If your girlfriend tries to eat or kill you during sex, you’ll probably tend to steer clear of her sharp, pointy beak. Not a problem for you? Oh that’s right, you’re not an octopus.
For many of these cephalopods, getting away from a mating session without grievous wounds is a rare occurrence, unless of course, you’re a Larger Pacific Striped Octopus. Then making tiny octopi is a Barry White-like affair.
A female Larger Pacific Striped octopus went on display yesterday, the first time the species has ever been unveiled in captivity to the public. Her new home is at the California Academy of Sciences in San Francisco, where researchers are hoping to watch her very un-octopus-like mating habits.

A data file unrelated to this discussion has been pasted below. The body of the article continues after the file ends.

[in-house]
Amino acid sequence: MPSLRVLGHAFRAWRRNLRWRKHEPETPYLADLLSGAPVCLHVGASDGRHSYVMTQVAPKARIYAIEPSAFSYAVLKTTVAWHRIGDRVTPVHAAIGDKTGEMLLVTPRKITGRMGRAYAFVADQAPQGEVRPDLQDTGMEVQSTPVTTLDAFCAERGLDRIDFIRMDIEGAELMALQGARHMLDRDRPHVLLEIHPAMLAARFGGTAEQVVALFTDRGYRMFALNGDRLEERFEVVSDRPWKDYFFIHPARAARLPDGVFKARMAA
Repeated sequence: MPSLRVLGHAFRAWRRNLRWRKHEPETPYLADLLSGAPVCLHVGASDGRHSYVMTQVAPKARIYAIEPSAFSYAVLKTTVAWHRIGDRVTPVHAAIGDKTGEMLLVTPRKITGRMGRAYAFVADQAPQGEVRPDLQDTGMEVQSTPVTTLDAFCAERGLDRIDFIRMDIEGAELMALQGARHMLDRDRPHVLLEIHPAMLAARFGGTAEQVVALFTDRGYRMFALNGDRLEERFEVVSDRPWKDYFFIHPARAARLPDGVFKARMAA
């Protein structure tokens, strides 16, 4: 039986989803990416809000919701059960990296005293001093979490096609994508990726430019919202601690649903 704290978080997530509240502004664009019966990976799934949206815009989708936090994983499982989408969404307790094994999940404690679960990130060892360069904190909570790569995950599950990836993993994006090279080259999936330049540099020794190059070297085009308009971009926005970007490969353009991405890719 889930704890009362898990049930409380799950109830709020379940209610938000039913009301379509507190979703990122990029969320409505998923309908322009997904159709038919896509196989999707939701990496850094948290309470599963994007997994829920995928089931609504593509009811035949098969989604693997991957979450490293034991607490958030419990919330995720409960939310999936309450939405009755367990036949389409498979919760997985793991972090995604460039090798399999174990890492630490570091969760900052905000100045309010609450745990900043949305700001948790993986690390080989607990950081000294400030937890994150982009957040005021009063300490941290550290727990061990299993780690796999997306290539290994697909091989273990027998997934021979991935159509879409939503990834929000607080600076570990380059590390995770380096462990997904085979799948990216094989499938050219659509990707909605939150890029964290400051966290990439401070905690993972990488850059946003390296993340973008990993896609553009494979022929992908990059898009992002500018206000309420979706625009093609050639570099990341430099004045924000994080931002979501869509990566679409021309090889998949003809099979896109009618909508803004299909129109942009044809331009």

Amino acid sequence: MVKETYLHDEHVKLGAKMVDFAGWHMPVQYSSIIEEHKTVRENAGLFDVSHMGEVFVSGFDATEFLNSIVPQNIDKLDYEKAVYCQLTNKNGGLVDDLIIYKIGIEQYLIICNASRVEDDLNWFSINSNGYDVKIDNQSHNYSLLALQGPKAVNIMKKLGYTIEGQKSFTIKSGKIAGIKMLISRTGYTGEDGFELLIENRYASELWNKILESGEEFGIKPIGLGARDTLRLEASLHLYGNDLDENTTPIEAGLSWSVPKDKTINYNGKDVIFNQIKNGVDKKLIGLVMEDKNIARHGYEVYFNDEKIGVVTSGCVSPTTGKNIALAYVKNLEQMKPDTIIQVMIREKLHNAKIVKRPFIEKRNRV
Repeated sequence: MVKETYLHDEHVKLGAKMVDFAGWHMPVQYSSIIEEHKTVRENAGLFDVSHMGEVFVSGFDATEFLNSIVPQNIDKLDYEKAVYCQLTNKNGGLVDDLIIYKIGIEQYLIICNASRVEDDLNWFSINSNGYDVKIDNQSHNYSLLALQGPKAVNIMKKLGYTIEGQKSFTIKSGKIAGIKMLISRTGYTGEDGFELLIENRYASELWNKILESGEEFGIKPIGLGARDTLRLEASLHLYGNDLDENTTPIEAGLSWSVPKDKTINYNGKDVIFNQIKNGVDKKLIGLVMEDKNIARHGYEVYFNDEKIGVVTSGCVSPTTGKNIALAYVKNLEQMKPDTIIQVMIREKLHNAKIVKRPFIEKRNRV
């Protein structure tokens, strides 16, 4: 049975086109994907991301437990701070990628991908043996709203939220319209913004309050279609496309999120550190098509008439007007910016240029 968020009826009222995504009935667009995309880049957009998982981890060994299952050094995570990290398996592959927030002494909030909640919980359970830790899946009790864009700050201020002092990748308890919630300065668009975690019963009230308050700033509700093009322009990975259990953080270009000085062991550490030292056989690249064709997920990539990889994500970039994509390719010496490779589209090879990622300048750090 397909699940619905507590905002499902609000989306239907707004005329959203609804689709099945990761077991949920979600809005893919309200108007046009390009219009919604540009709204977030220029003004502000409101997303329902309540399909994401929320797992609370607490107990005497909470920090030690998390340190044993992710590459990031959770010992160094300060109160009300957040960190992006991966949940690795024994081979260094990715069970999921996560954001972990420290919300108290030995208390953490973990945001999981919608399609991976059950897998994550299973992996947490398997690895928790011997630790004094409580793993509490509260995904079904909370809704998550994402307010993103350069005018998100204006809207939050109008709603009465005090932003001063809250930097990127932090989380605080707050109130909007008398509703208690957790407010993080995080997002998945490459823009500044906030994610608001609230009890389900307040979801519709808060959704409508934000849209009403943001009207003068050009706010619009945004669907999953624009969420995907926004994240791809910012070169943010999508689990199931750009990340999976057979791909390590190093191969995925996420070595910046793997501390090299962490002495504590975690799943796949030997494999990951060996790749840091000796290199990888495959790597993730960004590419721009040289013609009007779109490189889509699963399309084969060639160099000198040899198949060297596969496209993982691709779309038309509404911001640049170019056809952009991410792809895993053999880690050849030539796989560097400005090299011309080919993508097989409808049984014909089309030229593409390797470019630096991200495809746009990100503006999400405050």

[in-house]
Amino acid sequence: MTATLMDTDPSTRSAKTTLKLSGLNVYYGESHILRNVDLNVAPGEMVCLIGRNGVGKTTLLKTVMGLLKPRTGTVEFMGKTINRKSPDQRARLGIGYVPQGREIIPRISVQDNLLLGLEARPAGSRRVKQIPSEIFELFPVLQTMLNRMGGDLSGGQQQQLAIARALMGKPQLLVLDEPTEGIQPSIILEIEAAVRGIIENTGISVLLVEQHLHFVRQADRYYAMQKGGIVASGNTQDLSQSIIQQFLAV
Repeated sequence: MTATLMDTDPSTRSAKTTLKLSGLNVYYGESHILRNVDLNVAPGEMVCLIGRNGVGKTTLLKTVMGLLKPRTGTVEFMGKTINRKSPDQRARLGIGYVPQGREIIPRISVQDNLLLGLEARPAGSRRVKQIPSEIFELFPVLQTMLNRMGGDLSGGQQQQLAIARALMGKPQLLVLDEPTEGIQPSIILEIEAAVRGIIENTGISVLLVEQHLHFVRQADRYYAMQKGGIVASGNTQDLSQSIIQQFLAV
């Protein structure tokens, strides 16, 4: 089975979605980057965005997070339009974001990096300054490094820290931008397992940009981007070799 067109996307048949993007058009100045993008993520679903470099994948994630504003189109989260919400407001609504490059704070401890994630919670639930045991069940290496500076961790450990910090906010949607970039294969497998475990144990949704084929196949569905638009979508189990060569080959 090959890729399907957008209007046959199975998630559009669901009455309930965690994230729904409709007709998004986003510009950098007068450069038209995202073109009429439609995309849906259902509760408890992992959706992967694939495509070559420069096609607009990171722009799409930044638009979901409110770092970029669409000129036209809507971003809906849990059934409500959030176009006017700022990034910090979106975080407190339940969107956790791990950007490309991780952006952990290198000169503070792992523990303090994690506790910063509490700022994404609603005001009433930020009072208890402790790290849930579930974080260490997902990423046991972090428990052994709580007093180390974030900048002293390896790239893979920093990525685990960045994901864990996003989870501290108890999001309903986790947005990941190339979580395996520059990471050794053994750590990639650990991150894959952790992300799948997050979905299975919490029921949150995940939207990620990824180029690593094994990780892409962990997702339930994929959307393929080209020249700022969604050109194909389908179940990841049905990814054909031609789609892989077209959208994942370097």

Given the violence implicit in so many octopuses’ mating sessions, most individuals try to mate with the least amount of contact possible. The Larger Pacific Striped Octopus, however, mates beak-to-beak, gripping each other tightly in a loving embrace.
Right now the female octopus is alone in her enclosure, but researchers will introduce a male to the tank soon. Their species tends to live in cohorts of about 40 octopuses, so scientists hope to add more individuals to the habitat in time to observe their social behavior.